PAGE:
If you have a mountain to climb, go on a birthday hike. If you don’t have a nearby mountain, go rock climbing indoors. My local recreation center has a rock climbing wall. I reserved it for an hour and sent a dozen kids scaling up and down the wall. When they were tired and hungry, I fed them lunch and birthday cake shaped like a climbing wall with multi-colored hand holds. It was a simple, active party.


“I want to spend all day with my friends.”

A sleepover can be one long birthday party. This is the age when my children were first willing to sleep over at friends’ houses. A sleepover birthday party could turn into backyard camping with a campfire dinner, a dance party, and scary stories with flashlights. They may not need much structure, but it helps to have a few planned activities spaced out through the evening. In the morning, have everyone join in to cook their own breakfast before going home. They end up spending a good chunk of a day together.


Tips from My Children

  • The birthday cake doesn’t have to be a cake.
  • A birthday party doesn’t have to have a theme.
  • Party favors can be one big thing instead of many little things.
  • Parents should come to the party.
  • Ask your children what they want rather than suggesting a theme.
  • Make sure that they really want the flavor of cake before you make it.
  • Encourage them not to just settle for whatever you want.

On Friday, I look forward to telling you all about my daughter’s favorite birthday party ever for her 11th birthday. I will tell you that she wanted to be an eco-super hero, but you’ll have to come back to read the rest.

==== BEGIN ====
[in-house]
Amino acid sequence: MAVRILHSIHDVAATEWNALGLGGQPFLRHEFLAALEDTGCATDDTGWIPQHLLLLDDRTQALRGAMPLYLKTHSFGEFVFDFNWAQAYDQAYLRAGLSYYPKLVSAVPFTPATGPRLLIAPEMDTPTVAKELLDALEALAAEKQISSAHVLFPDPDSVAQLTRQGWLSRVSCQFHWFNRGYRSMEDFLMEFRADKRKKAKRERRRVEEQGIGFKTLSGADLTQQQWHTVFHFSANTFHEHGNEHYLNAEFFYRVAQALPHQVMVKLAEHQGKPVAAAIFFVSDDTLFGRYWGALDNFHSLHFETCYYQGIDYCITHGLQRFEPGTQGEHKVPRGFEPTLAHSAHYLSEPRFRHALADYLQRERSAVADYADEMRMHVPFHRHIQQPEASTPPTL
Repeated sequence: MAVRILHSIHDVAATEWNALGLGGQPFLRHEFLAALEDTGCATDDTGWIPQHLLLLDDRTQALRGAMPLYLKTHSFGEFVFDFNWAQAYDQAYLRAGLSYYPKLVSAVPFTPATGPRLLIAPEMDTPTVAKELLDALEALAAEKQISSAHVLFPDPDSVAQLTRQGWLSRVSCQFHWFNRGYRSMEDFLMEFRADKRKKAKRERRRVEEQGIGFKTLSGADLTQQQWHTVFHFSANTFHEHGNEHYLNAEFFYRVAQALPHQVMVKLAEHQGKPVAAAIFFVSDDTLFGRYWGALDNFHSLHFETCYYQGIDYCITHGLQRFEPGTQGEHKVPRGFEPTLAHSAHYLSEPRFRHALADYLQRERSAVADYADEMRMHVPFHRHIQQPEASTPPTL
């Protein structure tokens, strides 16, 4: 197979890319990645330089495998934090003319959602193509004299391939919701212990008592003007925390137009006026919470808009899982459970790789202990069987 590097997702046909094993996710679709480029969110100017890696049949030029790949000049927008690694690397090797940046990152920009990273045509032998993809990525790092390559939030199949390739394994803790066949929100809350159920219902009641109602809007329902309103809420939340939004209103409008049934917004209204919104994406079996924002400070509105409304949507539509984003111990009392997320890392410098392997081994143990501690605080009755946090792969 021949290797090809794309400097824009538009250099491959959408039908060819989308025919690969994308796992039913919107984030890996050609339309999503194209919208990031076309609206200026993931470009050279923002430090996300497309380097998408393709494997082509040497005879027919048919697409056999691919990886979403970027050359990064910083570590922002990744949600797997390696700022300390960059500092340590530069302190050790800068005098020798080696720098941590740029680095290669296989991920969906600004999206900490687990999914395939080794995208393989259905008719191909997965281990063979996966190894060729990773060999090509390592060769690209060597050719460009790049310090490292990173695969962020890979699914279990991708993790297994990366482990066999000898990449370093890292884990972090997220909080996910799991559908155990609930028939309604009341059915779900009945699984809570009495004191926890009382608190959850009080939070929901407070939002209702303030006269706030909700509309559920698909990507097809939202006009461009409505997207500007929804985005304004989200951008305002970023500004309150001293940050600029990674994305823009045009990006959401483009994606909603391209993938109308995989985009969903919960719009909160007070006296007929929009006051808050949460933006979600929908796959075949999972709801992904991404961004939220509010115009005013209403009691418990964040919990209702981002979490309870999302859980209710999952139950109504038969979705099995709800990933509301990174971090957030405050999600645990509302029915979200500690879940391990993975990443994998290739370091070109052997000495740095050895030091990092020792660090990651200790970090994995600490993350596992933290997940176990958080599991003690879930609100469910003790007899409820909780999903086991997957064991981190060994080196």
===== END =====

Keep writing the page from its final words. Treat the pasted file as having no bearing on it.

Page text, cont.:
Image © Michalakis Ppalis | Dreamstime.com

Creative Family Birthday Celebrations

Family birthday celebration for young boy

Holidays and birthdays are opportunities to celebrate the familiar—the family-ar, as in, those ideas and those people who are so close to us that they are part of our intimate circle. For a lot of us who are focused on attachment parenting, those intimate family relationships are the core of our motivation for all of these choices. We are creating our children’s reality. We are setting a pattern for what our children will celebrate as familiar.

One of the reasons I keep coming back to The Creative Family: How to Encourage Imagination and Nurture Family Connections is the coherence of the philosophy of keeping family close while encouraging a child’s freedom of creativity and action. Whether we call this attachment parenting or we just practice it in various forms of “don’t offer, don’t refuse,” balancing our support for each individual child’s need for connection and for independence is the challenge of parenting.